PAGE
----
SALC 65601 Extra-Ordinary Ordinary: Reading and Writing Grassroots and Microhistory

(HIST 65601 / EALC 65601)

This graduate colloquium confronts the challenges of writing history from the bottom up. Although the syllabus engages with debates launched by the Subaltern Studies Collective, our investigation will not adopt a specific regional or temporal focus. Students can experiment beyond their usual writing style or topic. We will engage with the theoretical legacies and challenges of postcolonial history writing, the linguistic turn, and microhistory. The course pays special attention to different ways to grapple with sources and the construction of diverse archives.

Johanna Ransmeier
2020-21 Winter

SALC 26111 Queer Asias I

(CMLT 26111)

This course explores representations of queerness, same-sex love and sexualities and debates around them by introducing students to a variety of literary texts translated from Asian languages as well as Asian films, geographically ranging from India, Pakistan and Sri Lanka to China, Japan, Thailand, Indonesia, Korea and Singapore. We will also read scholarship that will help us place the production and reception of these primary sources in historical, political, cultural and religious contexts. In particular, we will examine questions of history and continuity (recurrent themes and images); form and genre (differences of representation in mythological narratives, poetry, biography, fiction, erotic/legal/medical treatises); the relationship of gender to sexuality (differences and similarities between representations of male-male and female-female relations); queerness as a site for exploring other differences, such as caste or religious difference; and questions of cross-cultural and transnational dialogue and cultural specificity. This course is part one of a two-quarter sequence, with the second part offered in Winter Quarter 2021. Each quarter can also be taken separately. Students need to be available for 2 synchronous online meetings per week.

Nisha Kommattam
2020-21 Autumn

SALC 26112 Queer Asia(s) 2

(CMLT 26112 / HMRT 26112 / GNSE 26112)

While this course is conceptualized as a sequel to Queer Asia(s) 1 from last fall, it is nevertheless a standalone course that can be taken separately, without prerequisites. This course continues to explore representations of queerness, same-sex love and sexualities and debates around them by introducing students to a variety of literature and films in both Asian languages and English. The geographic regions represented include India, Pakistan, Sri Lanka, China, Japan, Thailand, Indonesia, Korea and Singapore. There will be a focus on the modern/contemporary period as well as queer diasporas. We will also read scholarship that will help us place the production and reception of these primary sources in historical, political, cultural and religious contexts. Questions of cross-cultural and transnational dialogue and cultural specificity will be addressed. Students need to be available for 2 synchronous online meetings per week.

Nisha Kommattam
2020-21 Winter

SALC 20100/30100 Introduction to the Civilizations of South Asia I

(ANTH 24101 / HIST 10800 / MDVL 20100 / SOSC 23000)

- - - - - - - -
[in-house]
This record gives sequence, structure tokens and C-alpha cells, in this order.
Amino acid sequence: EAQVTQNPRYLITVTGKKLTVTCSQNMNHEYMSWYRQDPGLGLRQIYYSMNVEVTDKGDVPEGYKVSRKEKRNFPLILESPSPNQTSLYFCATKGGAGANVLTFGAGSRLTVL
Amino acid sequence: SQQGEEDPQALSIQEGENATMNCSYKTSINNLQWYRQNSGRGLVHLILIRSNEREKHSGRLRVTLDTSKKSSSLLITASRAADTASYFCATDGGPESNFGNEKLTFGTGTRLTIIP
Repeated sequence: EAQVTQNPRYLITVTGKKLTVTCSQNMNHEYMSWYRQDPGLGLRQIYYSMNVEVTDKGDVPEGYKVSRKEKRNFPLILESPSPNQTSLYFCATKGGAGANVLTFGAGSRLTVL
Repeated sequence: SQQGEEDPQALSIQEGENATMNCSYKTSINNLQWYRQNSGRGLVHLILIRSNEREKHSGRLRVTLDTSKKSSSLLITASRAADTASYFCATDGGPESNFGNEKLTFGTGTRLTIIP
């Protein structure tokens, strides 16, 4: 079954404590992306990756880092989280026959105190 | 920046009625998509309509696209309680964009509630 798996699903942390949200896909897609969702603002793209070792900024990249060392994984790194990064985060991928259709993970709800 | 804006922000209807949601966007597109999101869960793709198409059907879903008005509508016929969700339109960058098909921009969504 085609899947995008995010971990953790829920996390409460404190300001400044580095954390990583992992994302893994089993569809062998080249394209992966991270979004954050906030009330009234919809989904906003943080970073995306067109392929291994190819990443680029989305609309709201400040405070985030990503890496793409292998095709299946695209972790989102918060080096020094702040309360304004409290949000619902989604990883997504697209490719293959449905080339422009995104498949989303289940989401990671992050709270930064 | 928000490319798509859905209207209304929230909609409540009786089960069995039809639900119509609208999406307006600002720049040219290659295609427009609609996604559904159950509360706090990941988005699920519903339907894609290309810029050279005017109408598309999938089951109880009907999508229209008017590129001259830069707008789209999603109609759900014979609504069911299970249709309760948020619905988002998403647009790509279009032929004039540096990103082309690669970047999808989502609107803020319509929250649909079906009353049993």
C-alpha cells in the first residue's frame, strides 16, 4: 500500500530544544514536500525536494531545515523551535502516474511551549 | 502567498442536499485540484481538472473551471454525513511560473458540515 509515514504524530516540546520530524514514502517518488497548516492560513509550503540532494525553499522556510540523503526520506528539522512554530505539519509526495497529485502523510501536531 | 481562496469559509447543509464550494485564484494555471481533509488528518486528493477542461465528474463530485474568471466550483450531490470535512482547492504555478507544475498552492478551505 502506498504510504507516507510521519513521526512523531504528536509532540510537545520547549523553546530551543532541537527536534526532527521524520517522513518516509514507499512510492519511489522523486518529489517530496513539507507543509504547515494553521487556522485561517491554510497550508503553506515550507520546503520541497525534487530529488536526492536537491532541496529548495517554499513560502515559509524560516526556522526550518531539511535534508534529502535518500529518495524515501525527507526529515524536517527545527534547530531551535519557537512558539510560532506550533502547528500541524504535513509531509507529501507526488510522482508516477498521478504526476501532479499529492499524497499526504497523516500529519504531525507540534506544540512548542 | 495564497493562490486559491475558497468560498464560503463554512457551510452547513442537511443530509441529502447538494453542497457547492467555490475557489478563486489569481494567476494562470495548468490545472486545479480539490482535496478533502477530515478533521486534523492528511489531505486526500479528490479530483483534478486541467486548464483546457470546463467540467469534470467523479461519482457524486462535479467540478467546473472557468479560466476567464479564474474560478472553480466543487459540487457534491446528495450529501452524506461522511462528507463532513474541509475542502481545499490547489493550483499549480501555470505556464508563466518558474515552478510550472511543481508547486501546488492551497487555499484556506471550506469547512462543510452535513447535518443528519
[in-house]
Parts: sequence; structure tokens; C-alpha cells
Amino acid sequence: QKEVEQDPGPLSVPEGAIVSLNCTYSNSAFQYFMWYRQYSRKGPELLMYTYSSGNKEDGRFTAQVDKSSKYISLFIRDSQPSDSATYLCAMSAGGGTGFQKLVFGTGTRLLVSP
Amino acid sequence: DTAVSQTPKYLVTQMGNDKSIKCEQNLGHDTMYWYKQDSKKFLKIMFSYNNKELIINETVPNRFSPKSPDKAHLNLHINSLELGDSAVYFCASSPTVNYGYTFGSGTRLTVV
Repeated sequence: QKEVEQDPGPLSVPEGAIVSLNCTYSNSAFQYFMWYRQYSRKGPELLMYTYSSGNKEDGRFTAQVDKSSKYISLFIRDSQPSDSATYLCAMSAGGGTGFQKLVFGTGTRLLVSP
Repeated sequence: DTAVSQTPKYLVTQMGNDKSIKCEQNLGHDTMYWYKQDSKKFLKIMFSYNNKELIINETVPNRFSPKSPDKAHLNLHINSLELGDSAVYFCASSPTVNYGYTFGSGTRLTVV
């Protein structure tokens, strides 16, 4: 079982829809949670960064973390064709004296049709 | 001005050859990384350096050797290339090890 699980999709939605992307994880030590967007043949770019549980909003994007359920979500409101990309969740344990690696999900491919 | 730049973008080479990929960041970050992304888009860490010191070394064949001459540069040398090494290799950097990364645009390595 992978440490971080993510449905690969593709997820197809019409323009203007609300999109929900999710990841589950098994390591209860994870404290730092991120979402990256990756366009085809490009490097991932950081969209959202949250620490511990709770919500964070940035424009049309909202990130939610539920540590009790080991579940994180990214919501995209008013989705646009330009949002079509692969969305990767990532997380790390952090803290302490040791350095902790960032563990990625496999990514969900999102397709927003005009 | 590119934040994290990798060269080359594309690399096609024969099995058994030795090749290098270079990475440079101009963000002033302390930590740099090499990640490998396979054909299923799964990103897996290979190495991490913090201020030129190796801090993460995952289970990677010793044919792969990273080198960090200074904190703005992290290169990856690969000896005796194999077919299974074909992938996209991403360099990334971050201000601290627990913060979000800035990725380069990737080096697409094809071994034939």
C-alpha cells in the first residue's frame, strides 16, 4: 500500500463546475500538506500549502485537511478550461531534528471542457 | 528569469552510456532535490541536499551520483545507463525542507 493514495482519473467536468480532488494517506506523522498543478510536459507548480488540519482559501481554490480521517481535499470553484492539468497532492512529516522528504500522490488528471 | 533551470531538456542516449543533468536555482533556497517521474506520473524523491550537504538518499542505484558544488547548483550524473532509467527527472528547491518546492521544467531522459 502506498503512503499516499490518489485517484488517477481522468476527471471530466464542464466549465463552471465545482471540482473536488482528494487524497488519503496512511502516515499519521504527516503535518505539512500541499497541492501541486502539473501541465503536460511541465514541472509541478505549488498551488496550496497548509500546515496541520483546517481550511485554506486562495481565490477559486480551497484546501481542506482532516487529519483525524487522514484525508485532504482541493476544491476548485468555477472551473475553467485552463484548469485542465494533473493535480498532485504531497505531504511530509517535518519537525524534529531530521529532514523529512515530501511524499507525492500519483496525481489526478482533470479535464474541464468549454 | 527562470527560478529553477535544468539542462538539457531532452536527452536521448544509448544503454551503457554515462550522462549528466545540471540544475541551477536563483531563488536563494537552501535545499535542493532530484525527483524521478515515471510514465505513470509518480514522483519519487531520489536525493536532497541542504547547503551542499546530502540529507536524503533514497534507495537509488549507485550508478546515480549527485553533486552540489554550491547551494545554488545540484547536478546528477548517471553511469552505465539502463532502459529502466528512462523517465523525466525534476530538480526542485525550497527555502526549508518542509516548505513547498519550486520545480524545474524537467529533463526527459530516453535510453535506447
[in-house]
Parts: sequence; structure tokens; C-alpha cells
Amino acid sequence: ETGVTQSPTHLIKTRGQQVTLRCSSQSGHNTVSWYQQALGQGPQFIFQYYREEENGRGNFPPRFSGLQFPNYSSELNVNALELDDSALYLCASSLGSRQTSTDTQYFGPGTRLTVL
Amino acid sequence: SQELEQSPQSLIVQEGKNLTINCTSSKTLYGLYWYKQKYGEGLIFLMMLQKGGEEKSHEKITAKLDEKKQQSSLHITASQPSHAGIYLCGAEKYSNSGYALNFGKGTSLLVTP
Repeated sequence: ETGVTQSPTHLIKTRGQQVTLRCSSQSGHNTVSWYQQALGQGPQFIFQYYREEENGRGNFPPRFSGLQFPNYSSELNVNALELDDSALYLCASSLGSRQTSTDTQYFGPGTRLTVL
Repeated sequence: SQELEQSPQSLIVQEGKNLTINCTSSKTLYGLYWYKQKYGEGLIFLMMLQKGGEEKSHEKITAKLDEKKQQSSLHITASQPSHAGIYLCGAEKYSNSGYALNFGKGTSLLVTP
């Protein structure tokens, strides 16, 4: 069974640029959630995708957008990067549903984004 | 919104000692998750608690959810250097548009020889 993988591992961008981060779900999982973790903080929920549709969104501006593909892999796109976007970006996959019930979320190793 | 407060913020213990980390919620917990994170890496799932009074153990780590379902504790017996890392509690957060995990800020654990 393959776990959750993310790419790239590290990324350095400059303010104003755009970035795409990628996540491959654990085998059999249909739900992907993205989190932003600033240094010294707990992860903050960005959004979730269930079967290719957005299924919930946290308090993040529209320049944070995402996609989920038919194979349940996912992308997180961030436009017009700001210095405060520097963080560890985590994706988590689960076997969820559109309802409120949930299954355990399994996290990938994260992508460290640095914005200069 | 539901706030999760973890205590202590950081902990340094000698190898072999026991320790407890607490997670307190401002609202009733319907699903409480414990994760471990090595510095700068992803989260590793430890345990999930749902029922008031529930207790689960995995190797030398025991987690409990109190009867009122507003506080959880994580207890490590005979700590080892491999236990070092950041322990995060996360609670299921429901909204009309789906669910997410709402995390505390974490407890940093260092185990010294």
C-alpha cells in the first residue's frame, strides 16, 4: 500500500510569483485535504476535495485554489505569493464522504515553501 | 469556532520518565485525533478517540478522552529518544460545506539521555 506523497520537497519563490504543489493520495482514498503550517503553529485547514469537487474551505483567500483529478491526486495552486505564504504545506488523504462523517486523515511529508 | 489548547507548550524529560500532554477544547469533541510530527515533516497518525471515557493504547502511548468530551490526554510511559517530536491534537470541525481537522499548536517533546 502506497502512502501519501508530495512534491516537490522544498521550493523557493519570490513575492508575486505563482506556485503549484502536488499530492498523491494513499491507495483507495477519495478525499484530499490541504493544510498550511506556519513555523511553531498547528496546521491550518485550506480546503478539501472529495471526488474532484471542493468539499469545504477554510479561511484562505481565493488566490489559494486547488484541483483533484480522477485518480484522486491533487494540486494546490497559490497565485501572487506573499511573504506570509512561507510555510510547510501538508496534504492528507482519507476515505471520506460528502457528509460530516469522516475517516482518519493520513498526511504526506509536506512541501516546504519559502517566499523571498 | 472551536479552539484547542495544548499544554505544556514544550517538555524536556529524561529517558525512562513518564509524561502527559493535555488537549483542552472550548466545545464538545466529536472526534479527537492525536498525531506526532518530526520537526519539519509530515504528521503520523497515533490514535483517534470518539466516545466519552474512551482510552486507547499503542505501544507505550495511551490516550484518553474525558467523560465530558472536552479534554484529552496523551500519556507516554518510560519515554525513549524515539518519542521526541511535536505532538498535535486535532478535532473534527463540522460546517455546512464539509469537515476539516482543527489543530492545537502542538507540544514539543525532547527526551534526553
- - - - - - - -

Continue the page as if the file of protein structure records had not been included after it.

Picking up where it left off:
The first quarter focuses on Islam in South Asia, Hindu-Muslim interaction, Mughal political and literary traditions, and South Asia’s early encounters with Europe. *Taught MW 1:30-2:50pm*

2020-21 Winter

SALC 22482/32482 The Other Woman: Sexual Deviancy in South Asia

(GNSE 22482/32482)

The figure of the public, often sexually deviant, female in South Asia has existed and been imagined in myriad ways over the centuries, including as courtesans, temple workers, and royal mistresses. In the colonial period, multiple forms of supposed female deviancy began to be labeled with another term— “prostitute”—leading to the loss of social status and legal rights of many women. In this course, we will study the evolution of prostitution and female otherness in South Asian cultural and political history. We will explore how the female deviant shaped religious, social and political life; how notions of sex, sexuality and intimacy informed classical dance, music, literature and performing arts; and how sex work came to be defined and stigmatized by the colonial and postcolonial states in South Asia.

2020-21 Winter

SALC 40104 Research Themes in South Asian Studies: Aesthetic Thought

In this seminar we will attempt to understand what the realm of the ‘aesthetic’ is as a phenomenon and what ‘aesthetics’ is as a field of intellectual inquiry. Our goal will be to understand individually and analyze comparatively material from major traditions of aesthetic thought in South Asia in order to understand how people at various times and places have delineated the concept or phenomenon of aesthetic experience and attempted to explain it. One of the salient questions in the course will be whether any distinction can or should be made between ‘critical’ and ‘creative’ works when speaking of aesthetic discourse. Ultimately, our aim is not simply to understand aesthetic discourse on its own terms, but to understand how it intersects other critical, creative, social, and political discourses, such as poetics, ethics, statecraft, metaphysics, etcetera, and to observe how it functions in spheres beyond ‘art’ proper, such as religion, politics, and human sexuality.